This said, a conventional use and material presence is evident in his paintings, filmed performances, and sometime the use of particular architectural settings, but it is a materiality in a state of continued elision and metaphorical disembarkation. For it is an elision that is in a process of joining together or merging things, phenomena abstracted into a newly fused reality of space and movement. We find that nothing is ever static in Lejman’s creative practices, as he floats the paradoxical idea of an art of "ephemeral substance.” What is revealed is his powerful awareness that the ephemeral is a temporal concept, since it means definitively nothing more than a short passage of time. This again reminds the current writer of the motivational sense of Bergson-like flux and flow that permeates many of this artist’s space-time video and film painting projections. What appear as recognisable contents are reconceptualised by the artist and are assimilated anew in mind-body experiences of the viewer. We might even speak, if somewhat fancifully, of the event time horizon, that relativised point, where the fixity of time and space no longer exist as distinct entities. This is not to suggest that Lejman has a particular interest in quantum theory, but he does concern himself with deconstructing arbitrary distinctions between the temporal and the spatial. A short synoptic account such as this reveals little as to the unique pictorial avenues, exposed by each individual painting projection, and the numerous performances created and enacted by the artist. In this somewhat circumspect account, I have wanted to focus of the bodily phenomena of received visual experience.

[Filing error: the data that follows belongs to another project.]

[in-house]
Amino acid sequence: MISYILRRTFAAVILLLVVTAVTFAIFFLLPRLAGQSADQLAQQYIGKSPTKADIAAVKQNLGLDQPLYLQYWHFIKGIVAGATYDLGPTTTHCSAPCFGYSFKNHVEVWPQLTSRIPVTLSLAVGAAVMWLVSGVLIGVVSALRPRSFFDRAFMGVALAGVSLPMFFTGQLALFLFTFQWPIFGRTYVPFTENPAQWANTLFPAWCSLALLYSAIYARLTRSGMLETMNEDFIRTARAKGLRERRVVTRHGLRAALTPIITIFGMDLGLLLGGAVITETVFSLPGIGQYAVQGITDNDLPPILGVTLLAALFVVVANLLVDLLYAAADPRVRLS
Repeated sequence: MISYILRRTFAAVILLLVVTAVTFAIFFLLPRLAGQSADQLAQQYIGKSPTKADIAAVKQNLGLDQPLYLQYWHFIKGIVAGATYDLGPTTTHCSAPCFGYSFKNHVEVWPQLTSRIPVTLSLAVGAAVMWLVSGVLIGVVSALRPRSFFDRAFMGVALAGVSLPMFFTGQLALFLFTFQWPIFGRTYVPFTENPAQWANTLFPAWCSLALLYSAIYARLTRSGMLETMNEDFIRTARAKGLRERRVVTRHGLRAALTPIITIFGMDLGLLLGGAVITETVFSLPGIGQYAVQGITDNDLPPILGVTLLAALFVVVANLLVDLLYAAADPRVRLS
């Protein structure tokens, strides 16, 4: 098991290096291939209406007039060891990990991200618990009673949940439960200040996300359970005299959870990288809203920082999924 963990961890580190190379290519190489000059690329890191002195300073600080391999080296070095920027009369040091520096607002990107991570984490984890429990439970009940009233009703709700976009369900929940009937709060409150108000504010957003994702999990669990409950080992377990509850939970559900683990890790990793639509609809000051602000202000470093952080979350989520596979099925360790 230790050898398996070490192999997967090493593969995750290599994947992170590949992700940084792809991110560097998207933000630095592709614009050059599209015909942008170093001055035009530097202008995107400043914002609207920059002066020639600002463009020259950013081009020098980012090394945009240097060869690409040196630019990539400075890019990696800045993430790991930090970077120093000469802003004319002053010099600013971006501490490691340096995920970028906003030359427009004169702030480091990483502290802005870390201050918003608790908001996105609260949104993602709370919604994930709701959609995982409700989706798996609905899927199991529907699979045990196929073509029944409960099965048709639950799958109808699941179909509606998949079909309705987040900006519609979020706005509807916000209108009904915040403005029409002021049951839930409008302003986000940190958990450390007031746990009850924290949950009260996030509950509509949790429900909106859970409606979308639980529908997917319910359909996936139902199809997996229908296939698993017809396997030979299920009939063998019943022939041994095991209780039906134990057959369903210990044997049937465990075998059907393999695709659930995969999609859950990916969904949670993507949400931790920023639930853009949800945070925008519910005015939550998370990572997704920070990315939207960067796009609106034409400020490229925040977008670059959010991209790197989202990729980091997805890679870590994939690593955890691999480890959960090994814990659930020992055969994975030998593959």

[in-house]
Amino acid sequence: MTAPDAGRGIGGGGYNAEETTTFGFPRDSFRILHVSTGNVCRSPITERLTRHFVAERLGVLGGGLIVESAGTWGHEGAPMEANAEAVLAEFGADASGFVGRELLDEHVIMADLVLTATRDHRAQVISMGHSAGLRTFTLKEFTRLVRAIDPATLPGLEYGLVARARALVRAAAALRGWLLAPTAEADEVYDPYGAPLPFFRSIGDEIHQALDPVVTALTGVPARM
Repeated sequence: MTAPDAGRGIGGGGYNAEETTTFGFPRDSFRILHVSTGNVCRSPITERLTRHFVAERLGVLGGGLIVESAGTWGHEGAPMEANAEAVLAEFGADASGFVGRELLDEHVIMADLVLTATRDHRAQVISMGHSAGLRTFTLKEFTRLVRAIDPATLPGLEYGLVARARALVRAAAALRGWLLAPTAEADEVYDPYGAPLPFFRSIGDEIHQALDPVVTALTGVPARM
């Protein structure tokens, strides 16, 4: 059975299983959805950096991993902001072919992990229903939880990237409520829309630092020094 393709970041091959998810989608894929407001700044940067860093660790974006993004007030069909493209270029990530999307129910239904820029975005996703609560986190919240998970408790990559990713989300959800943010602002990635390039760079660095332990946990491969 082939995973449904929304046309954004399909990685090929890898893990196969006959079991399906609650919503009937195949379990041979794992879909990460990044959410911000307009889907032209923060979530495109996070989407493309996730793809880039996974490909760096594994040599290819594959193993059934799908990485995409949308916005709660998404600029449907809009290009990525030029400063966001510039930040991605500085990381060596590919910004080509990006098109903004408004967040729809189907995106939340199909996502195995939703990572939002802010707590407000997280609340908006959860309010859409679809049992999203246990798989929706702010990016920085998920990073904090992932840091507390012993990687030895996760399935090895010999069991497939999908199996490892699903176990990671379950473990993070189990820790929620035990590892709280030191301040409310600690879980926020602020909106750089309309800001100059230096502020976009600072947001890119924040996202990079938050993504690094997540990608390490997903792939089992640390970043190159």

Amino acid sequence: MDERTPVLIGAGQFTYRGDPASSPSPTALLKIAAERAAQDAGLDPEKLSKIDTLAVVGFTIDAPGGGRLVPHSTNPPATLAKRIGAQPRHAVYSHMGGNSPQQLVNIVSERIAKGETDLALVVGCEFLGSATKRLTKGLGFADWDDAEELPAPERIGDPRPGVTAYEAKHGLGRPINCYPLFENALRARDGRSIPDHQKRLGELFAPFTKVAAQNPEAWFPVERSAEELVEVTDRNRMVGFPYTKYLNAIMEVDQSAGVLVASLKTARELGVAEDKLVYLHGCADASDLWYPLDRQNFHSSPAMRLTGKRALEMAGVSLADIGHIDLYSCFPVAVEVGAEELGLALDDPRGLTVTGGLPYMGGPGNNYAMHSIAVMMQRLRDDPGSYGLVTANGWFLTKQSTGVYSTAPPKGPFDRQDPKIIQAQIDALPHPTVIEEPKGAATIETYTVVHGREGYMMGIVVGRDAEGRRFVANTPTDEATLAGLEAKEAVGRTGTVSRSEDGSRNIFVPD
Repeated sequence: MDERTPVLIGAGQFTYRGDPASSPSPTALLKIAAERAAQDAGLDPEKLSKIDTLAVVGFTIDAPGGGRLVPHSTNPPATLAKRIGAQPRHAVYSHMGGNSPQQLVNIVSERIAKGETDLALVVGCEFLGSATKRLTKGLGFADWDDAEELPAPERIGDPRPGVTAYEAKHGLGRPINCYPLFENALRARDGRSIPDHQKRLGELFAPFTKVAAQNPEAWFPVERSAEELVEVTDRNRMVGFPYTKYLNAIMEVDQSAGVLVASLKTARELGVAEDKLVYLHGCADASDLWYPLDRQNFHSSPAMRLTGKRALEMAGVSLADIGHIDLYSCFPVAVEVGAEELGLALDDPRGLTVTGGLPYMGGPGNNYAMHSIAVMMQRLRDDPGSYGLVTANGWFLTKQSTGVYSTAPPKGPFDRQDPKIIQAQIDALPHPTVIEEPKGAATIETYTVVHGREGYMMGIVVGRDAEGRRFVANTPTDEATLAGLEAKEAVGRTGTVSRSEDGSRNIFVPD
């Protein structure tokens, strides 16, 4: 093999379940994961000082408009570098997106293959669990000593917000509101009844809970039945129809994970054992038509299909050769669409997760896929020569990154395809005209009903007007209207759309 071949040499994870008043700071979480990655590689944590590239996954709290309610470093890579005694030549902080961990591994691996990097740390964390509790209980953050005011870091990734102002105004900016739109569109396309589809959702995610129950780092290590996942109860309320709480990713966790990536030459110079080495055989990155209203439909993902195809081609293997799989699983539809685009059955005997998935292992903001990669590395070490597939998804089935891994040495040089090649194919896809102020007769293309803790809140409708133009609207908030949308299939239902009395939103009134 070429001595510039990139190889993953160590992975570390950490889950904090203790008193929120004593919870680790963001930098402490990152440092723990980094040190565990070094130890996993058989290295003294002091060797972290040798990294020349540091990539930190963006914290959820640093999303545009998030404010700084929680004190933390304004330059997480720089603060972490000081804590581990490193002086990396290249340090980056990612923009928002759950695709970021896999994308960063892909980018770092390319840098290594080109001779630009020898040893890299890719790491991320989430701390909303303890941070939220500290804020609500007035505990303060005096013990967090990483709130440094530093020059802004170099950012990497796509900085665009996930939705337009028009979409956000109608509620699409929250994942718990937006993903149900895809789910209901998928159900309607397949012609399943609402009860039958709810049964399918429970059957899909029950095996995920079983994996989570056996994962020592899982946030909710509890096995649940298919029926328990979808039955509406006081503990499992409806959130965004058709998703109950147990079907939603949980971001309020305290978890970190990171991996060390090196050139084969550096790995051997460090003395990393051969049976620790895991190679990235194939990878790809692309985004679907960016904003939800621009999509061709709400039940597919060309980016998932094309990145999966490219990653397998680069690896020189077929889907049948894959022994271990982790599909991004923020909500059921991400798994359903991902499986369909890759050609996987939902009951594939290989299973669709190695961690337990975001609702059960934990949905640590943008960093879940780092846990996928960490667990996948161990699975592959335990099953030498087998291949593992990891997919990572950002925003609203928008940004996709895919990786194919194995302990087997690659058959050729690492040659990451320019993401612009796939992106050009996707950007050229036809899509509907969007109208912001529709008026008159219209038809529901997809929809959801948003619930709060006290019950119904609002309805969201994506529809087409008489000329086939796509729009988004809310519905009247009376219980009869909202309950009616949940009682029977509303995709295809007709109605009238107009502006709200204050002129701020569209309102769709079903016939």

Visible and mobile, my body is a thing among things; it's caught in the fabric of the world, and its cohesion is that of a thing. But, because it moves itself and sees, it holds things in a circle around itself.

Maurice Merleau-Ponty, "The Eye and Mind,” The Primacy of Perception (1964)


  For a short discussion on what is called "cinema space” or the phenomenological aspects of time, space and objective contents (citing Sesonske), see Haig Kharchardourian, "Space and Time in Film” British Journal of Aesthetics, Vol. 27, No. 2, Spring, Oxford University Press, 1989 pp. 169-177

  Dominik Lejman, Painting With Timecode, Ostfilden, Hatje Cantz, 2014.

  In this he draws upon a certain traditional assumption (vindicated by recent cognitive science) that body’s experience of exterior perceptions are mediated through a secondary creative body sense of interior affection. See Henri Bergson, Creative Evolution (1911), New York, Dover Books, 1998. Not surprisingly these ideas were brought back into discourse by Gilles Deleuze, Bergsonism, New York, Zone Books, 1998. (Fr. Le Bergsonisme, 1966)

  Gilles Deleuze, Cinema 1—The Movement Image, London, The Athlone Press, 1986. The opening chapter of which is entitled "Theses on movement: First Commentary on Bergson,” (pp-1-11) p. 1

  The Bergson argument is reaffirmed in chapters entitled "The perception image” and "The affection image” ibid. pp. 71-86, and 87-101